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Field Trips

NEWS
November 19, 2004 | By Bruce I. Konviser FOR THE INQUIRER
A group of Iraqi politicians came here this month to learn how to build a democratic state from the ashes of totalitarianism. The Czechs know a thing or two about this tricky business - all the better to provide the cautionary tales for those who must try to grow something so fragile as democracy in the violence and chaos of Iraq. Better even than going to learn in America, where democracy has been around a long time and where how it all began is found in history books. Sallama al-Khafaji, an independent member of the interim Iraqi National Assembly, was impressed with what she saw at polling sites as the citizens of the Czech Republic cast ballots in parliamentary voting.
NEWS
October 10, 2004 | By Valerie Reed INQUIRER SUBURBAN STAFF
Working side by side, Jared Cohen and Chris Kanetsky stretched beaded leather strings along a bright yellow ruler. "One foot, five inches," said Cohen, 16, an 11th grader at Council Rock South High School. "Write that down. " Kanetsky, 17, a 12th grader, added the measurement to the list, prompting an immediate thank you from Cohen. A half-dozen classmates crowded around two computers creating posters and labels. Another group designed a brochure. Still others, using wood sticks and glue, secured beads onto the ends of the strings.
LIVING
October 1, 2004 | By Denise Cowie INQUIRER STAFF WRITER
Most of the people who belong to the Hobby Greenhouse Association's Delaware Valley Chapter don't own a greenhouse. "About a third of our 80 members have greenhouses," says Bernie Wiener of Havertown, who founded the local chapter. "The rest garden under lights or on windowsills, but they dream that someday they will have a greenhouse. "We are all indoor gardeners," he says, and that has become the focus of the chapter: to promote the growing of healthy plants indoors, whether in a terrarium or an estate-size greenhouse.
NEWS
August 22, 2004 | By Cynthia J. McGroarty INQUIRER SUBURBAN STAFF
Joseph Volpe read a lot while stationed in Binh Dinh province during the Vietnam War. Camus, Sartre, Nietzsche . . . books that were a little on the dark side, he says, but oddly comforting. "They seemed to speak to the circumstances in which I found myself," Volpe, of Elkins Park, said last week. "There was a message of strength. It raised the possibility, even if it was an illusion, of being able to stand up to" uncertainty and terror. Volpe still ponders the philosophical questions raised by the war. Only now, he does it as a philosophy professor at La Salle University, where he teaches a course called Contesting Narratives: Versions of the Vietnam War. Using poetry, fiction, memoir and film, Volpe gets his students thinking about the nature of war, the trauma of combat, and whether such extreme human experience can be truly represented in the media, he said.
NEWS
June 20, 2004 | By Robert F. O'Neill INQUIRER SUBURBAN STAFF
A brief trip to Cape May in 1994 sold Elsie Mueller on traveling with Elderhostel, the nation's first and largest educational and travel organization for older adults. Mueller, a widow living in Lansdowne, Delaware County, found that a six-day stay at the Marquis de Lafayette Hotel in Cape May cost far less than if she had made her own arrangements. Plus it included a number of cultural side trips. And pleasant company. "I was surprised to find that people on the trip enjoyed the same things I did, including museums and a bird sanctuary," the 76-year-old recounted.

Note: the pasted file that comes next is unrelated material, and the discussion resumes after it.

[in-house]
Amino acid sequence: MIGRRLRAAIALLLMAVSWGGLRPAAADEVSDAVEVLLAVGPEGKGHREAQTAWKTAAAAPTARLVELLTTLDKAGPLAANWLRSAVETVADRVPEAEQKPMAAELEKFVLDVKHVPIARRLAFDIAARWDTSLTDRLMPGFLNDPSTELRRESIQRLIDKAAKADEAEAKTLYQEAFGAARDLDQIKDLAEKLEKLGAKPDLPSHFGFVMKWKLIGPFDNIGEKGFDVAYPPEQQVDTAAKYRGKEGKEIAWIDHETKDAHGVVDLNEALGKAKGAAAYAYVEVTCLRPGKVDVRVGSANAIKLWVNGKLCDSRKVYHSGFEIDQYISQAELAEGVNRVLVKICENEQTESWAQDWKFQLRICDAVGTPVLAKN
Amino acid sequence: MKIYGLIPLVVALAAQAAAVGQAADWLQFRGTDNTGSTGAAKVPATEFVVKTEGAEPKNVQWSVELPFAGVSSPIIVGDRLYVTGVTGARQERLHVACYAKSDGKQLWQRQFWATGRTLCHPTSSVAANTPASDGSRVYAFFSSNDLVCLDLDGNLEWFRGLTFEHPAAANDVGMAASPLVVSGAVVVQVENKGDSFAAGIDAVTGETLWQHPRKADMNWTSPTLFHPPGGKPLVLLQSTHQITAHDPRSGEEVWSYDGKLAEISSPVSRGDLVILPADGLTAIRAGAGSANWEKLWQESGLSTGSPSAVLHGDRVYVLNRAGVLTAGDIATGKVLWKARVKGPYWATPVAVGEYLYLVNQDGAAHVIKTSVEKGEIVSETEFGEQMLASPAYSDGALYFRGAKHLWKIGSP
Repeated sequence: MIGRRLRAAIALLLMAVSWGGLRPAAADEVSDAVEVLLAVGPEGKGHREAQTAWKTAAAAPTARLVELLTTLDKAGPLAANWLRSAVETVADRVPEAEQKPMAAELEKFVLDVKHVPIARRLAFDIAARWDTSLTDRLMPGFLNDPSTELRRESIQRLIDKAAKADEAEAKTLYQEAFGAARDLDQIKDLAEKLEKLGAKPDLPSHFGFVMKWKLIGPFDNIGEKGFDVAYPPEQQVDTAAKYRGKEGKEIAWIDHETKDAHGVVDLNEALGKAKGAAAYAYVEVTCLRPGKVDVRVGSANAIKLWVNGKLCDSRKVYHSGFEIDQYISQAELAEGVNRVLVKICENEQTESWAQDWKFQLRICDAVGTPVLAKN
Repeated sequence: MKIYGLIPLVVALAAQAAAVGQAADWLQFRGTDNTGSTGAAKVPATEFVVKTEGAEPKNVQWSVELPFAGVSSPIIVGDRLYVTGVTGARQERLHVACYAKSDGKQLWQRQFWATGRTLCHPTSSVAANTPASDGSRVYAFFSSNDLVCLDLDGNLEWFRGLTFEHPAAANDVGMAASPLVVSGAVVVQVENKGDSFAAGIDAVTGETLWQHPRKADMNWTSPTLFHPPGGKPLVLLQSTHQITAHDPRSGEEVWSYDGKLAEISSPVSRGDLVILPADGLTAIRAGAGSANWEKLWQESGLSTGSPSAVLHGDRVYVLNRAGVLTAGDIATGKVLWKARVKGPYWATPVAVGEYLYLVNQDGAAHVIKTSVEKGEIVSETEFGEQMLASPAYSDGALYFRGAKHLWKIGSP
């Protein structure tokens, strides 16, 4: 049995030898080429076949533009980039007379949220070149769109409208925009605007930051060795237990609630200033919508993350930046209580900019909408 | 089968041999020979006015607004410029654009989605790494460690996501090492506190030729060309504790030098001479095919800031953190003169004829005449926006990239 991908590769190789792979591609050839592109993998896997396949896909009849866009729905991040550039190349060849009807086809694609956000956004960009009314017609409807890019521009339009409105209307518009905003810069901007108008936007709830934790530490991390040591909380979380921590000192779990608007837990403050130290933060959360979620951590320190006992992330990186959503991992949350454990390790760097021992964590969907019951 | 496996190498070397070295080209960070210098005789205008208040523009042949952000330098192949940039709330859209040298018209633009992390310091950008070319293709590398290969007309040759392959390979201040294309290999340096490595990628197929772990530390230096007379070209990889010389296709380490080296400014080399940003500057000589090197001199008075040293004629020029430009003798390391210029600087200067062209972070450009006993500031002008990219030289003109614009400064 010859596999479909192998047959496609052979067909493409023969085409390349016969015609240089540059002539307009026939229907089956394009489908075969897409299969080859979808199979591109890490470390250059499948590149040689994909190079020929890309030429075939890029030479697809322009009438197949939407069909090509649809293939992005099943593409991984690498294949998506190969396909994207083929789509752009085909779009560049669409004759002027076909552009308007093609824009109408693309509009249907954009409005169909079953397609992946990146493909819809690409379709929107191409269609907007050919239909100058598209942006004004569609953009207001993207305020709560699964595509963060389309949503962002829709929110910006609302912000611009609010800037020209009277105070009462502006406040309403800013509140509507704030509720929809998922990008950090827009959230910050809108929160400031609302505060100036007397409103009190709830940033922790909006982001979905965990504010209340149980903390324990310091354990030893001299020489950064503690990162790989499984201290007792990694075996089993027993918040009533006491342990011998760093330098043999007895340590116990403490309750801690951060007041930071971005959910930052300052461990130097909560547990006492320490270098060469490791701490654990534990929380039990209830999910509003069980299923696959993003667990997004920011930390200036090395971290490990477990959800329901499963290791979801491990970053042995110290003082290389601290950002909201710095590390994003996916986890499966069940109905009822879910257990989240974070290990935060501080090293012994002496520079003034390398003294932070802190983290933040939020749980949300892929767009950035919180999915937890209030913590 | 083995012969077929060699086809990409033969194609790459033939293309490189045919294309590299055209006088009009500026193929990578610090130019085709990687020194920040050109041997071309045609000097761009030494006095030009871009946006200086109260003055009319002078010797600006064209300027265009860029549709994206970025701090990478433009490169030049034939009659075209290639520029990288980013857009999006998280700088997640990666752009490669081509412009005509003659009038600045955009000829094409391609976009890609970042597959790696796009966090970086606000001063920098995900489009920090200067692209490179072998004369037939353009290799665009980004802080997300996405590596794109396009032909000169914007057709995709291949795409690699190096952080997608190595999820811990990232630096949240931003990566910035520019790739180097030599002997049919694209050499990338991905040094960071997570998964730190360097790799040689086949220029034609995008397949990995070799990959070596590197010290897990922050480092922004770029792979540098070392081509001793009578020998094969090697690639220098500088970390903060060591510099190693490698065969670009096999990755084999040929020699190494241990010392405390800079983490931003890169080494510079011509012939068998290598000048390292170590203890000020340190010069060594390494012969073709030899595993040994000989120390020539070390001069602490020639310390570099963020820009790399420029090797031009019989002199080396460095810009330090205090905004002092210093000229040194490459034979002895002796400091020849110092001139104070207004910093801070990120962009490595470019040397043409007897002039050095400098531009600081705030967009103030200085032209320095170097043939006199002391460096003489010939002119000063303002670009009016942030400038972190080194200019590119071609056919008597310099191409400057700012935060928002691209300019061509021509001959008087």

NEWS
June 16, 2004
Affordable field trips for students are available Thanks to Lini S. Kadaba for bringing to light the reality that many schools cannot afford field trips to local attractions and therefore take advantage of free trips to various stores ("Instead of zoo, it's off to Petco for field trips," May 25). Teachers do have options when it comes to accessible local outings for their students. Along with the many free offerings available in the Independence Park area, the National Liberty Museum offers free and low-cost tours for children and young adults.
NEWS
May 27, 2004
In a world of a million childhood distractions - television, music, sports, instant messaging - school remains largely an "uncluttered environment," as marketers put it. Those marketers would love to change that. They're eager to bombard that huge, captive, impressionable audience with the seductions of consumerism. First came Channel One, with its ad-laden newscasts; then computer deals, exclusive soda contracts and naming rights for gyms. Now schools are selling out their field trips, too. Instead of rubber snakes from a zoo gift shop, this year's field trip souvenir may be a free Sports Authority lunch box or a rub-on Petco tattoo.
NEWS
May 25, 2004 | By Joseph A. Gambardello INQUIRER STAFF WRITER
Rutgers University has a new course, but you have to be a professor to take it. Called Garden State 101, it is a five-day, 540-mile field-trip meant to immerse relatively new instructors in all things New Jersey - or as much as can be covered in that time. The traveling seminar hit the road yesterday, starting at university president Richard McCormick's home in Piscataway, N.J., and stopping in Trenton, Camden and Cherry Hill before heading to Vineland to spend the night. And you might be happy to know that on field trips, even professors get the fourth-grade treatment of a head count when they board the bus. "The goal here is to connect the university to the state, emulating a little bit of that Midwestern tradition where the 'U' is a more central institution in the state than Rutgers currently is in New Jersey," McCormick said.
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